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Balance Transfer Method: Look before you leap to stay solvent

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By: Phil Bradford
on 26th May,2016

However, to maximize benefits from them, you must have your basics strong.
Balance Transfer Method: Look before you leap to stay solvent


Balance transfer cards have the capability to bail you out of your ever-growing outstanding credit card bills. However, to maximize benefits from them, you must have your basics strong.

What is the process?

You may have to get a new credit card to repay the old. By transferring the balance from a high-interest credit card to one with a lower rate, you are, basically, paying back credit card "using the new credit card." For instance, if you are paying 13 per cent interest for a debt amount of $2,000, then you'll have to pay $347 for six consecutive months. But, if you transfer the same debt amount to a 0% annual percentage rate (APR) card, then your monthly repayment amount will be $334, thereby saving a neat $77 in interest out of the process.

According to Mike Sullivan, the director of education for the Phoenix-based nonprofit consumer credit counseling company, Take Charge America, the real and most definable advantage of a balance transfer card is that you save money in the long run, provided you repay all the outstanding balances owed in time at lower rate of interest and this includes all the expenses incurred.

Why this is offered?

Basically, credit card companies dole out these 0% APR or balance transfer cards out of their own business interest. Through these offers they want to attract fresh customers with good credit for the next 2-4 years and keep the existing ones hooked onto their cards, so as to ensure a steady stream of business trickling into their coffers. This helps them to beat the increasingly-robust competitors.

They do such business by offering credit cards at 0% interest rate (also known as teaser rates) for a definite, promotional period to get the outstanding credit card balances transferred of their customers and reduced rate of interests for the remaining period with respect to the balances transferred.

Still, due to reckless spending behavior, most of their customers do not or fail to make timely debt repayments, particularly prior to the expiry of the promotional period. Hence, the creditors stand to make money from the interest paid by the customers. Moreover, once the teaser rate period or the grace period is over, they levy different charges on new purchases made using the card.

Good credit is required

Before the economy went into a tailspin, 0% APR cards were widely available. But, as soon as the economy nosedived, these cards became rarer and more difficult to avail. However, these cards are making a comeback. But, this time, in order to get hold of one, you must have good or excellent credit, or else it'd remain a distant dream for you.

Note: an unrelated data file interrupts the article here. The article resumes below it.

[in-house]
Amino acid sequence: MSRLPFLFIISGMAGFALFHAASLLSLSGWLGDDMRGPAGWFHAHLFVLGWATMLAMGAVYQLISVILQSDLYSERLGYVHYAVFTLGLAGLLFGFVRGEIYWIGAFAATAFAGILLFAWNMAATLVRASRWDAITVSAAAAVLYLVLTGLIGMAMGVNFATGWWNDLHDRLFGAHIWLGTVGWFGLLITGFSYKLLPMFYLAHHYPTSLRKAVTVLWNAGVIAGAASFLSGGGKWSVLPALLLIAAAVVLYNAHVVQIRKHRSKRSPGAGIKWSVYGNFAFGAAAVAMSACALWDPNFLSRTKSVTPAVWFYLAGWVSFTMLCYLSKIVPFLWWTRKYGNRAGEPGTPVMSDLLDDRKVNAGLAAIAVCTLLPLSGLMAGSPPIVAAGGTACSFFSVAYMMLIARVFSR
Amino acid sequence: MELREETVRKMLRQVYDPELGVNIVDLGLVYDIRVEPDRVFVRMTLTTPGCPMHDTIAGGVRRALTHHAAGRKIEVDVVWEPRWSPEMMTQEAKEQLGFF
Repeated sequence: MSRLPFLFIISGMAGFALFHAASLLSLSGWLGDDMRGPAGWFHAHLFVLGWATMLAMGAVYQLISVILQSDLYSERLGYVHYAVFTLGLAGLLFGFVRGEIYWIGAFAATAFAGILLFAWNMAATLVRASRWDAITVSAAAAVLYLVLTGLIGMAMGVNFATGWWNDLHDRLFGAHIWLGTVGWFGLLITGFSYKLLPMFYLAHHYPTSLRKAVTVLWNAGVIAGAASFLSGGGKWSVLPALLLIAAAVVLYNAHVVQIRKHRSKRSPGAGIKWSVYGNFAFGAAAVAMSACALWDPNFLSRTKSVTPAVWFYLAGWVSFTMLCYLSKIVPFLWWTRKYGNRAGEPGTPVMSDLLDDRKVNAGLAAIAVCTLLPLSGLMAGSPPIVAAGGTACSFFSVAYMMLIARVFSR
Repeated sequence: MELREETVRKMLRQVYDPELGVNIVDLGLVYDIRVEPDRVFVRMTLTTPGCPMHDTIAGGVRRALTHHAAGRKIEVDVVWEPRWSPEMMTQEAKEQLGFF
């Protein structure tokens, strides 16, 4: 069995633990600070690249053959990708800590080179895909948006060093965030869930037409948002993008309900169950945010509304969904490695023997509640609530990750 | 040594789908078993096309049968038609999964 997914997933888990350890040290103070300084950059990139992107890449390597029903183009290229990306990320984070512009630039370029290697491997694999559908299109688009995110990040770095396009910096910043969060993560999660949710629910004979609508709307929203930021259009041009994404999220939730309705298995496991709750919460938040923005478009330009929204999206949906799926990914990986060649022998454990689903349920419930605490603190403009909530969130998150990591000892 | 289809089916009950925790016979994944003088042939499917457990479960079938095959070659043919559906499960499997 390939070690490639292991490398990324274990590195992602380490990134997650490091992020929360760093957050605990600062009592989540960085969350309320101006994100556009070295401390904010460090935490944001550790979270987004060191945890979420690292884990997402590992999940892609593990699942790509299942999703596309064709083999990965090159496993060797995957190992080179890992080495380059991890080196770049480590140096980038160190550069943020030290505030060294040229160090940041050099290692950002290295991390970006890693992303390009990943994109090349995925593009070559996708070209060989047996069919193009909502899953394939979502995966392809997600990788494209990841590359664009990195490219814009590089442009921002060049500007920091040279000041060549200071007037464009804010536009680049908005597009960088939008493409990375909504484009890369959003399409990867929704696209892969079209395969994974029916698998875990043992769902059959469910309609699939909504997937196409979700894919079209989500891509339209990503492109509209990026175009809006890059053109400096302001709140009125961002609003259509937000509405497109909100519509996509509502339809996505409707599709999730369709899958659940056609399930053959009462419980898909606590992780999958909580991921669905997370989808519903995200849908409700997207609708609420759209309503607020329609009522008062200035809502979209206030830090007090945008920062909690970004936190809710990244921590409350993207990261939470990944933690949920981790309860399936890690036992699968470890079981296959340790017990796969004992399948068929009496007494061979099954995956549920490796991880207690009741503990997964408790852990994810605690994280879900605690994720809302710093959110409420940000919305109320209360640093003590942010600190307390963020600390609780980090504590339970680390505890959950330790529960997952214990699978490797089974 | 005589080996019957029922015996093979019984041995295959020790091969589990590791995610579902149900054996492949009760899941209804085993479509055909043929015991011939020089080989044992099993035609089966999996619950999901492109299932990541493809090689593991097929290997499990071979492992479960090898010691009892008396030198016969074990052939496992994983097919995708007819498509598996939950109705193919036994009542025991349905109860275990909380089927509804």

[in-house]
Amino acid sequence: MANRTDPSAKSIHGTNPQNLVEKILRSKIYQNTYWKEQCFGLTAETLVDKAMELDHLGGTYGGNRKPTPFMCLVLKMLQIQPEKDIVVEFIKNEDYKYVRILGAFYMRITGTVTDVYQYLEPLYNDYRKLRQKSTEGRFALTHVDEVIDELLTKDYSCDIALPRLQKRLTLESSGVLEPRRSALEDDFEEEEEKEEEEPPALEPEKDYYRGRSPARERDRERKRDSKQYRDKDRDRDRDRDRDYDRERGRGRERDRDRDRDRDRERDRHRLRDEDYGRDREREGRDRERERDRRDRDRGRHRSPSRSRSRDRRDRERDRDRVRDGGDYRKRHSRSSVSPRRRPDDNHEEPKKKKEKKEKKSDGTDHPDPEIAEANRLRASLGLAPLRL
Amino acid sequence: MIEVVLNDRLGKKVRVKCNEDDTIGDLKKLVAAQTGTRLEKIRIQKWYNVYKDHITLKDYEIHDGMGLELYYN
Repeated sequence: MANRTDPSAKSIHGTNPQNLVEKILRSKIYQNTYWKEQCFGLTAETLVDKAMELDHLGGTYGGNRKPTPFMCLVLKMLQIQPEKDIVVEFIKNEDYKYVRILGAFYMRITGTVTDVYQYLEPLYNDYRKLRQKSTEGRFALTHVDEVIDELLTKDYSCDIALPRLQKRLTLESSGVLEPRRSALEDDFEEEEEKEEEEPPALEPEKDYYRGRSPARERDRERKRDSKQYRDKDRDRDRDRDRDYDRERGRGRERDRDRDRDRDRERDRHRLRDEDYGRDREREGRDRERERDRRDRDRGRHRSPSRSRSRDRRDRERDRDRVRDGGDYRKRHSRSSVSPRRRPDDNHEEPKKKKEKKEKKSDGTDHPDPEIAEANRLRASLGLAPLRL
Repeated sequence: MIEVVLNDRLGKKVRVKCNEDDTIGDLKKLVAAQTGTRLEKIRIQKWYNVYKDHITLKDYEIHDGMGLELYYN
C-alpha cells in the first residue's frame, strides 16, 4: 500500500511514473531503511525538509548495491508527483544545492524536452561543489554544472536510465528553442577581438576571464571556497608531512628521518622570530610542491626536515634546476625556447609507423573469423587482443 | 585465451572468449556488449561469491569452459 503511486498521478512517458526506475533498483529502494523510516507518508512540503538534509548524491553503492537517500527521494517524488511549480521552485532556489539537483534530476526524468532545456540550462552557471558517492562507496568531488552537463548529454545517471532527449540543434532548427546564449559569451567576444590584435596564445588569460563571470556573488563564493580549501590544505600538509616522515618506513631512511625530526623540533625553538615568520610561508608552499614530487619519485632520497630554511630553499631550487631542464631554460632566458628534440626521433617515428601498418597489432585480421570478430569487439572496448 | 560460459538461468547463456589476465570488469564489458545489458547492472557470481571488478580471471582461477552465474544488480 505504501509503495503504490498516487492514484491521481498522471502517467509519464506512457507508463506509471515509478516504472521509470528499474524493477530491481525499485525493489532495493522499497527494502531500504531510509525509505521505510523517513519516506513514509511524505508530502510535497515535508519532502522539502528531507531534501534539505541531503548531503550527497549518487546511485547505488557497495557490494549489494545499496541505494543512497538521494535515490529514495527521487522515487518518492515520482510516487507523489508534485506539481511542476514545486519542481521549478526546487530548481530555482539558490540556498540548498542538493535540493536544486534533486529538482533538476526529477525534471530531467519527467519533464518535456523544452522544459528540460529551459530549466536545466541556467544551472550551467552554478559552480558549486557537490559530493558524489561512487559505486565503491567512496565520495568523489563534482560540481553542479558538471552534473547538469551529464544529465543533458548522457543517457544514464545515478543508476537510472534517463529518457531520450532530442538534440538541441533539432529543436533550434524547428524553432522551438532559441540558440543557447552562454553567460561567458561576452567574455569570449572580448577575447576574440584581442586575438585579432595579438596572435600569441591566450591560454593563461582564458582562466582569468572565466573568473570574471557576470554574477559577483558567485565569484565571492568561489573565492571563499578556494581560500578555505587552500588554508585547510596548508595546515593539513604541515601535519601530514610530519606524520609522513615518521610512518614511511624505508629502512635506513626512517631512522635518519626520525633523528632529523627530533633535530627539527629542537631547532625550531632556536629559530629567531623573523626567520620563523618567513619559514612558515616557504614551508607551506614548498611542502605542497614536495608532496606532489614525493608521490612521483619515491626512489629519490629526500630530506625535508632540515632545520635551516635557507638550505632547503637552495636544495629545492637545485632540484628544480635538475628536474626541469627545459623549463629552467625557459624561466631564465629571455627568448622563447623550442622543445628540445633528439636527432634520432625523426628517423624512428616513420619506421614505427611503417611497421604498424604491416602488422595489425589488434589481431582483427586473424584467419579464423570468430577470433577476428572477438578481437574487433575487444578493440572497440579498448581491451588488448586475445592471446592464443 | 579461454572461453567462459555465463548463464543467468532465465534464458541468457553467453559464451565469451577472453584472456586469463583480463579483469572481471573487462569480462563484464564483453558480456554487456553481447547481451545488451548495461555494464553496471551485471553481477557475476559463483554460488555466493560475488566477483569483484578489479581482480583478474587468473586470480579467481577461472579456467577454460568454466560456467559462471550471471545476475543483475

Precaution - Repeat transfer

If you payback the outstanding balances before the teaser rate expires just to avoid paying any interest on them, then moves like these might damage your creditworthiness. This is because excessive number of 0% APR cards will flag you as a risky borrower. As a result, accessing fresh credit would become a nightmare and loans will become hard to come-by.

Pros

First advantage of using a balance transfer card is to have your interest rate slashed, in case your creditor has decided to hike rate of interest on your existing credit card. This will reduce your debt burden and enable you to payoff your balances faster.

Second, you can choose for better loan terms on your new balance transfer card. For example, you can do away with predatory loan terms like high charges, poor grace period, etc and get something much more convenient and helpful.

Third, you can consolidate your high interest credit card balances into a lower one and thus, would have to make one single monthly debt payment.

Cons

First, if you don't qualify for the teaser rates, then you could end up with high interest rate. Many credit cards come with high interest rate for balance transfers than what they charge for purchases.

Second, you must have excellent credit score to obtain a low or zero interest rate balance transfer card. If you don't, then you'll only qualify for higher interest rate balance transfer card.

Third, the process could get expensive considering charges like balance transfer fee, annual fee, etc on the new balance transfer card. Mostly a balance transfer fee of nothing but a percentage of the balance transferred. Add to this annual fee and this will increase the costs of balance transfer by few notches more.

Conclusion

The matter can get complicated here. This is because you'll have no say over how your payments should be used, if you have 0% APR and new purchase balance at higher interest rate, both on the same card. As per the Credit CARD Act of 2009, issuers will have to apply any excess amount beside the minimum payment towards the debt with highest rate of interest first.

In order to avoid dual-interest-rate balance, you should avoid using balance transfer card to make any fresh purchases, as many issuers apply total minimum amount payment to the lowest interest rate debt first. This draws out debt repayment time along with the interest charges on the higher interest debt.

Besides, balance transfer method, there are some other ways to repay credit card debt.

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